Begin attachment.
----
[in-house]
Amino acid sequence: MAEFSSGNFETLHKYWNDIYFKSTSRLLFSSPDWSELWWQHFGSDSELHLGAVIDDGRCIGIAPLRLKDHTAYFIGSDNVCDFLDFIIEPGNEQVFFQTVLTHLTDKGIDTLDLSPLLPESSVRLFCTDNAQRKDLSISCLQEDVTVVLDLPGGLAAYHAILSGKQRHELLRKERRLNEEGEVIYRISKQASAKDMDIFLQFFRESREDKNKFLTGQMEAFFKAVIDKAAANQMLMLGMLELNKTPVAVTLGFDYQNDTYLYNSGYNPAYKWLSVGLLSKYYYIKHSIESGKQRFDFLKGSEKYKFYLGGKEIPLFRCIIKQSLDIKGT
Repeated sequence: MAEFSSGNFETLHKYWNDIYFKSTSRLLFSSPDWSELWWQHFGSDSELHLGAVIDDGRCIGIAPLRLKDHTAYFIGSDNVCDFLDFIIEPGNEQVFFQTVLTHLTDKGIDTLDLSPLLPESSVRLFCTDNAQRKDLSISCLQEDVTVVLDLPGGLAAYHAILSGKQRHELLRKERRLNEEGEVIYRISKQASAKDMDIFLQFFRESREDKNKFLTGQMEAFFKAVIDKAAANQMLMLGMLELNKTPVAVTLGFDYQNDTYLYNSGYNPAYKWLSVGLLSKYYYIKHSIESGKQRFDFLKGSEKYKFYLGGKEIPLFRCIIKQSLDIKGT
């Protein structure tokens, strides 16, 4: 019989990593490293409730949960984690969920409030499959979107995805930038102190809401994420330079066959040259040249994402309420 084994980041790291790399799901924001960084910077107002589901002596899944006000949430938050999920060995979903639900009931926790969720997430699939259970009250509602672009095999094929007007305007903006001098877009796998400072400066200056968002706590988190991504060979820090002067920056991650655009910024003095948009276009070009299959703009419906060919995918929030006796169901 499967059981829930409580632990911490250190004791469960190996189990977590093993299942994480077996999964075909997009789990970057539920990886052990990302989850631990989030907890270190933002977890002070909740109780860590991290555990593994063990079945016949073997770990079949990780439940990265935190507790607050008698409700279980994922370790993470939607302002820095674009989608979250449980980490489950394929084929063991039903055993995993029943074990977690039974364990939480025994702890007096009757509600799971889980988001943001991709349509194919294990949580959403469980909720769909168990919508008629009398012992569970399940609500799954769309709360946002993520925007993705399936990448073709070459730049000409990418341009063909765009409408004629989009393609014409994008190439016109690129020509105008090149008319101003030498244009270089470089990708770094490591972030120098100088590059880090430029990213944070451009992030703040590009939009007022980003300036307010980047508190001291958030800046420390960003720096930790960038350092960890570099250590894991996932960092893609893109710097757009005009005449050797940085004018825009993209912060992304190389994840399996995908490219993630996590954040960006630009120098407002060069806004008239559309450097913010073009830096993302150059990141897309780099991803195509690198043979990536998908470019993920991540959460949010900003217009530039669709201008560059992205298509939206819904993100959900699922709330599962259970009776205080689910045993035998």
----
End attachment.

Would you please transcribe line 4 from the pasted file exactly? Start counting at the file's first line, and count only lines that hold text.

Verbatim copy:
């Protein structure tokens, strides 16, 4: 019989990593490293409730949960984690969920409030499959979107995805930038102190809401994420330079066959040259040249994402309420 084994980041790291790399799901924001960084910077107002589901002596899944006000949430938050999920060995979903639900009931926790969720997430699939259970009250509602672009095999094929007007305007903006001098877009796998400072400066200056968002706590988190991504060979820090002067920056991650655009910024003095948009276009070009299959703009419906060919995918929030006796169901 499967059981829930409580632990911490250190004791469960190996189990977590093993299942994480077996999964075909997009789990970057539920990886052990990302989850631990989030907890270190933002977890002070909740109780860590991290555990593994063990079945016949073997770990079949990780439940990265935190507790607050008698409700279980994922370790993470939607302002820095674009989608979250449980980490489950394929084929063991039903055993995993029943074990977690039974364990939480025994702890007096009757509600799971889980988001943001991709349509194919294990949580959403469980909720769909168990919508008629009398012992569970399940609500799954769309709360946002993520925007993705399936990448073709070459730049000409990418341009063909765009409408004629989009393609014409994008190439016109690129020509105008090149008319101003030498244009270089470089990708770094490591972030120098100088590059880090430029990213944070451009992030703040590009939009007022980003300036307010980047508190001291958030800046420390960003720096930790960038350092960890570099250590894991996932960092893609893109710097757009005009005449050797940085004018825009993209912060992304190389994840399996995908490219993630996590954040960006630009120098407002060069806004008239559309450097913010073009830096993302150059990141897309780099991803195509690198043979990536998908470019993920991540959460949010900003217009530039669709201008560059992205298509939206819904993100959900699922709330599962259970009776205080689910045993035998």